Often times during Django project development, there is a need to write one-off scripts that do something. As a self-taught developer, there are many ways to accomplish this, and I for one, did this completely wrong for years. My original strategy as a beginner-interediate level developer was to create view functions that contained my logic alongside URLs that ran those functions. These URLs would simply run my logic, then return a basic HTTP response of “success”. While this may be practical for beginners, it is not convenient, will clutter the views.py module, and is definitely not secure.
Enter custom django-admin commands.
Django-admin commands are commands that can be accessed the same way as “python manage.py runserver”. They can exist within any installed app within your project, and they have easy access to all data models you may need to manipulate or manage. Before we get into how to create them, here are some use cases that may get your mind rolling:
- Clean-up inactive or expired user accounts
- Send a summary email report to site administrators
- Send notifications to users based on custom business logic
Let’s get into how this is done.
Create a directory within your desired app named “management”
The file structure should mirror [project directory]/[app directory]/[management directory].
Create a child directory within “management” named “commands”
The file structure should now mirror [project directory]/[app directory]/[management directory]/[commands directory]
Create a python file (.py) with the name of your command
The name of this file will be how you will access it through the command prompt. For the sake of the tutorial, I have called mine “my_command.py”. Give your script a valuable and simple name for ease of use.
Confirm that your file structure looks like the following:
Now that we have the proper file structure for Django to recognize this as an admin command, lets take a look at how Django enforces we write them.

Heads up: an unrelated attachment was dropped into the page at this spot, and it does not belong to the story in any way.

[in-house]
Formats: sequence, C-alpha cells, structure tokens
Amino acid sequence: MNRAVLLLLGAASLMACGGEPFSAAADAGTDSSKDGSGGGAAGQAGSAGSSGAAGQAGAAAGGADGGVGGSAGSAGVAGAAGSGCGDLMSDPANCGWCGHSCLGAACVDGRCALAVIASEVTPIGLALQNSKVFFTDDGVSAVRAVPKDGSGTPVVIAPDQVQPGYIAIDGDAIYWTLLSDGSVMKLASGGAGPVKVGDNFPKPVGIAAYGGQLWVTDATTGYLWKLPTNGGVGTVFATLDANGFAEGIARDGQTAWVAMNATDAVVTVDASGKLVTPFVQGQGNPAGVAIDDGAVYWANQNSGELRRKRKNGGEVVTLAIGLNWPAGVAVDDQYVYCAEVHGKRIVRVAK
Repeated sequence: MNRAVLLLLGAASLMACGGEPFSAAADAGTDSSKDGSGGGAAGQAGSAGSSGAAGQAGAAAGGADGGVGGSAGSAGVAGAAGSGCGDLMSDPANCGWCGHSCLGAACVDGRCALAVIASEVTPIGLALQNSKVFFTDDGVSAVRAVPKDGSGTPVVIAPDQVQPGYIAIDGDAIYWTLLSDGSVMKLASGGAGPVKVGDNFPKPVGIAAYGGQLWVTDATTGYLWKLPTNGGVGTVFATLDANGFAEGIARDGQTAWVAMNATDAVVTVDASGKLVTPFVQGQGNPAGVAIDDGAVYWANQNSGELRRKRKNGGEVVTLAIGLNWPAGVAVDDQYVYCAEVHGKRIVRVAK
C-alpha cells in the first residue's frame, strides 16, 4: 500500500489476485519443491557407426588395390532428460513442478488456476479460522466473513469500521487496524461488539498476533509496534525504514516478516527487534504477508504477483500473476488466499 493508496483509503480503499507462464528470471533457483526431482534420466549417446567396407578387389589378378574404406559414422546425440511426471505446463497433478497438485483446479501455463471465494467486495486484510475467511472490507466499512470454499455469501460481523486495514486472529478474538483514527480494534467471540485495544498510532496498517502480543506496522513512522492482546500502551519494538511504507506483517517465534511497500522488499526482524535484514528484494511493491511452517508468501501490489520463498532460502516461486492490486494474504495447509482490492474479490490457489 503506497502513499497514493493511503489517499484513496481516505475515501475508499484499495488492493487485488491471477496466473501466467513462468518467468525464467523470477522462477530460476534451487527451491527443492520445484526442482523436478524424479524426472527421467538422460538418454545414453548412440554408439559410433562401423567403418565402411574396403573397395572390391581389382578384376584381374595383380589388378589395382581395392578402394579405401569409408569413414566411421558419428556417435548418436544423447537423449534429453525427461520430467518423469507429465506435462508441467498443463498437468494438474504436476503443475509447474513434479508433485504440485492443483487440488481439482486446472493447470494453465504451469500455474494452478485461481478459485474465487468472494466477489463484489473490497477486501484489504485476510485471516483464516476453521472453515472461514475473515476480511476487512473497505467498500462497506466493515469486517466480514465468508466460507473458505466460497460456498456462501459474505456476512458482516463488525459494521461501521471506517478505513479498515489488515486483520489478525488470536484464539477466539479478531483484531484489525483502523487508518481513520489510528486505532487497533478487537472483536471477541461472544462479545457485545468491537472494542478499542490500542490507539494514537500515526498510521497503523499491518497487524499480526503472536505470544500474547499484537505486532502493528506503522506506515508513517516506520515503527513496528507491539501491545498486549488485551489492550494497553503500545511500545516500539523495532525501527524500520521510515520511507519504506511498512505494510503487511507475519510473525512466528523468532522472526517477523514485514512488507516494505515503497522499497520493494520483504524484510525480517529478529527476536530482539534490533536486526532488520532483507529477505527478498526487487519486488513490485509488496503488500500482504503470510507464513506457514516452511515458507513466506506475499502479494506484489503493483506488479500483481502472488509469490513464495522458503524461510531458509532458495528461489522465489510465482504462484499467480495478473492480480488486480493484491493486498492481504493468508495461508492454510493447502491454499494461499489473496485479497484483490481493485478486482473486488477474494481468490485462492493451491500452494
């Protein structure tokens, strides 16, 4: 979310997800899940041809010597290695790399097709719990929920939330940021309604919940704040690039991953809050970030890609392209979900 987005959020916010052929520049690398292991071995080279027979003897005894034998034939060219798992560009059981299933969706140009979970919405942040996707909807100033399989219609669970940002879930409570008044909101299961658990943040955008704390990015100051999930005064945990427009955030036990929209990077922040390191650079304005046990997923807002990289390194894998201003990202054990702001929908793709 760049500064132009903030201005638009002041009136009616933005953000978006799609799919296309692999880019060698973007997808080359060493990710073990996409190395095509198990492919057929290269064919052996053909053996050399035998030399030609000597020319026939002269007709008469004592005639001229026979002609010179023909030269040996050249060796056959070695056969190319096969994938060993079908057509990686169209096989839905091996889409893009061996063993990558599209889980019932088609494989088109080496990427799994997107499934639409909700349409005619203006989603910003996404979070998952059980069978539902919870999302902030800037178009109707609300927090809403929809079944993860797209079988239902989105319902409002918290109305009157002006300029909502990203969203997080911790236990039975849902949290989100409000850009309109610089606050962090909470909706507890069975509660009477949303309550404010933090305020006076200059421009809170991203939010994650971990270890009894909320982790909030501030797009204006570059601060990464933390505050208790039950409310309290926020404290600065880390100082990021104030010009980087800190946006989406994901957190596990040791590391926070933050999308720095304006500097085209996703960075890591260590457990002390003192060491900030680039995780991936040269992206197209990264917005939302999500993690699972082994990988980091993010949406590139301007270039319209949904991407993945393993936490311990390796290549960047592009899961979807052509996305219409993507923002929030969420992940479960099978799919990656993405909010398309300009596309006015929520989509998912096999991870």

We must now create a class called Command that extends Django’s BaseCommand class. Within this class, we can set a help string to define the purpose of our command. Create a function called handle that takes the listed arguments: self, *args, and **options. It is within handle that we can carryout whatever logic is needed.
Try writing some simple logic in your handle function. For testing purposes, a simple print statement will suffice, but if you are working in an exisiting project, try importing some models and modifying your database. Once you have your desired logic, run “python manage.py [my_command]” from the command prompt and within your project directory.
If Django does not recognize your command, double check your file structure and code; make sure your app is installed in your project settings.py.
You have now written what is most likely your first Django-admin command function. These are especially useful for automating database maintenance, admin reporting, and periodic app-specific tasks.
As a bonus, try setting up a scheduled task that runs your command. This can be done locally through Windows Task Scheduler, in production in a PythonAnywhere Scheduled Task or through many other platforms.
Please comment your thoughts or any tips and tricks you learn as you begin leveraging this new skill.